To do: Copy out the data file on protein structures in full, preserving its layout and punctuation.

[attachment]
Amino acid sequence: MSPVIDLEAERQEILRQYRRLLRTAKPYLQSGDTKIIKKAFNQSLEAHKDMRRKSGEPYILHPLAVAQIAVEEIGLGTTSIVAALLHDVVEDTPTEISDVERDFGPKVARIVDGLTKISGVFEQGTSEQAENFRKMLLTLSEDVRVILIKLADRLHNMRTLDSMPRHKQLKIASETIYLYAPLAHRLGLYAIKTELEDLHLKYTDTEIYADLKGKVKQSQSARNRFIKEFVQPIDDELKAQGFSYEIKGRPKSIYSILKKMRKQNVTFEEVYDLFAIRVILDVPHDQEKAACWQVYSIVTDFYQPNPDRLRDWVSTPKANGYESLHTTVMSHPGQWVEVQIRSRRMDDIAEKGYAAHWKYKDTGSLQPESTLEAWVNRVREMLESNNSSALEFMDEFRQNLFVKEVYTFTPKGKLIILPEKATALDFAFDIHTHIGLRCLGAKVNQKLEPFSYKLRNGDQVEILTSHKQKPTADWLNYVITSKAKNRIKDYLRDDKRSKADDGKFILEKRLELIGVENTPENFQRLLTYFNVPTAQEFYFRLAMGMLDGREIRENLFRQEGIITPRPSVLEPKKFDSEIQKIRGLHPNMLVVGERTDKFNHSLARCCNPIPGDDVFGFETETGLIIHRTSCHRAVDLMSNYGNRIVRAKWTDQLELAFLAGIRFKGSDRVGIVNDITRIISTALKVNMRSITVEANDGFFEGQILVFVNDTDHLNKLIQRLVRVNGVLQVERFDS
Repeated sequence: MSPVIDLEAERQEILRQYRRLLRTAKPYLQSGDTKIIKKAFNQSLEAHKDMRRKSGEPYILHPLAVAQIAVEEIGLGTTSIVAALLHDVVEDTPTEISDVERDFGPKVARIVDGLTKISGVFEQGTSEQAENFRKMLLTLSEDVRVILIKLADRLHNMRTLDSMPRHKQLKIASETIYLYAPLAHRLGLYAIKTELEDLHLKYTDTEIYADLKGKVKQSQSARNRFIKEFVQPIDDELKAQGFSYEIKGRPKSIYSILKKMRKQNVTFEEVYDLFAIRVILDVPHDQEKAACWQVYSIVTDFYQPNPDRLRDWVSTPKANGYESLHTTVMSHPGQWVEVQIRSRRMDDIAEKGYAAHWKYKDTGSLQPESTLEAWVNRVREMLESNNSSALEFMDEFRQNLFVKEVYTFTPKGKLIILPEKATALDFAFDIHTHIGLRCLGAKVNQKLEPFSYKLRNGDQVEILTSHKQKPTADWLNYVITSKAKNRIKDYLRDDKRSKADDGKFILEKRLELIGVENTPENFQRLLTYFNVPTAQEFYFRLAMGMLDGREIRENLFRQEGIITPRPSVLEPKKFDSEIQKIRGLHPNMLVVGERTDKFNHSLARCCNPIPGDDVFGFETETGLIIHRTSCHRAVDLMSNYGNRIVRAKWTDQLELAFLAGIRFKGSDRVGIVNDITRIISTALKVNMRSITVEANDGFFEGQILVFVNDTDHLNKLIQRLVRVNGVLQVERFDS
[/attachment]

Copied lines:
Amino acid sequence: MSPVIDLEAERQEILRQYRRLLRTAKPYLQSGDTKIIKKAFNQSLEAHKDMRRKSGEPYILHPLAVAQIAVEEIGLGTTSIVAALLHDVVEDTPTEISDVERDFGPKVARIVDGLTKISGVFEQGTSEQAENFRKMLLTLSEDVRVILIKLADRLHNMRTLDSMPRHKQLKIASETIYLYAPLAHRLGLYAIKTELEDLHLKYTDTEIYADLKGKVKQSQSARNRFIKEFVQPIDDELKAQGFSYEIKGRPKSIYSILKKMRKQNVTFEEVYDLFAIRVILDVPHDQEKAACWQVYSIVTDFYQPNPDRLRDWVSTPKANGYESLHTTVMSHPGQWVEVQIRSRRMDDIAEKGYAAHWKYKDTGSLQPESTLEAWVNRVREMLESNNSSALEFMDEFRQNLFVKEVYTFTPKGKLIILPEKATALDFAFDIHTHIGLRCLGAKVNQKLEPFSYKLRNGDQVEILTSHKQKPTADWLNYVITSKAKNRIKDYLRDDKRSKADDGKFILEKRLELIGVENTPENFQRLLTYFNVPTAQEFYFRLAMGMLDGREIRENLFRQEGIITPRPSVLEPKKFDSEIQKIRGLHPNMLVVGERTDKFNHSLARCCNPIPGDDVFGFETETGLIIHRTSCHRAVDLMSNYGNRIVRAKWTDQLELAFLAGIRFKGSDRVGIVNDITRIISTALKVNMRSITVEANDGFFEGQILVFVNDTDHLNKLIQRLVRVNGVLQVERFDS
Repeated sequence: MSPVIDLEAERQEILRQYRRLLRTAKPYLQSGDTKIIKKAFNQSLEAHKDMRRKSGEPYILHPLAVAQIAVEEIGLGTTSIVAALLHDVVEDTPTEISDVERDFGPKVARIVDGLTKISGVFEQGTSEQAENFRKMLLTLSEDVRVILIKLADRLHNMRTLDSMPRHKQLKIASETIYLYAPLAHRLGLYAIKTELEDLHLKYTDTEIYADLKGKVKQSQSARNRFIKEFVQPIDDELKAQGFSYEIKGRPKSIYSILKKMRKQNVTFEEVYDLFAIRVILDVPHDQEKAACWQVYSIVTDFYQPNPDRLRDWVSTPKANGYESLHTTVMSHPGQWVEVQIRSRRMDDIAEKGYAAHWKYKDTGSLQPESTLEAWVNRVREMLESNNSSALEFMDEFRQNLFVKEVYTFTPKGKLIILPEKATALDFAFDIHTHIGLRCLGAKVNQKLEPFSYKLRNGDQVEILTSHKQKPTADWLNYVITSKAKNRIKDYLRDDKRSKADDGKFILEKRLELIGVENTPENFQRLLTYFNVPTAQEFYFRLAMGMLDGREIRENLFRQEGIITPRPSVLEPKKFDSEIQKIRGLHPNMLVVGERTDKFNHSLARCCNPIPGDDVFGFETETGLIIHRTSCHRAVDLMSNYGNRIVRAKWTDQLELAFLAGIRFKGSDRVGIVNDITRIISTALKVNMRSITVEANDGFFEGQILVFVNDTDHLNKLIQRLVRVNGVLQVERFDS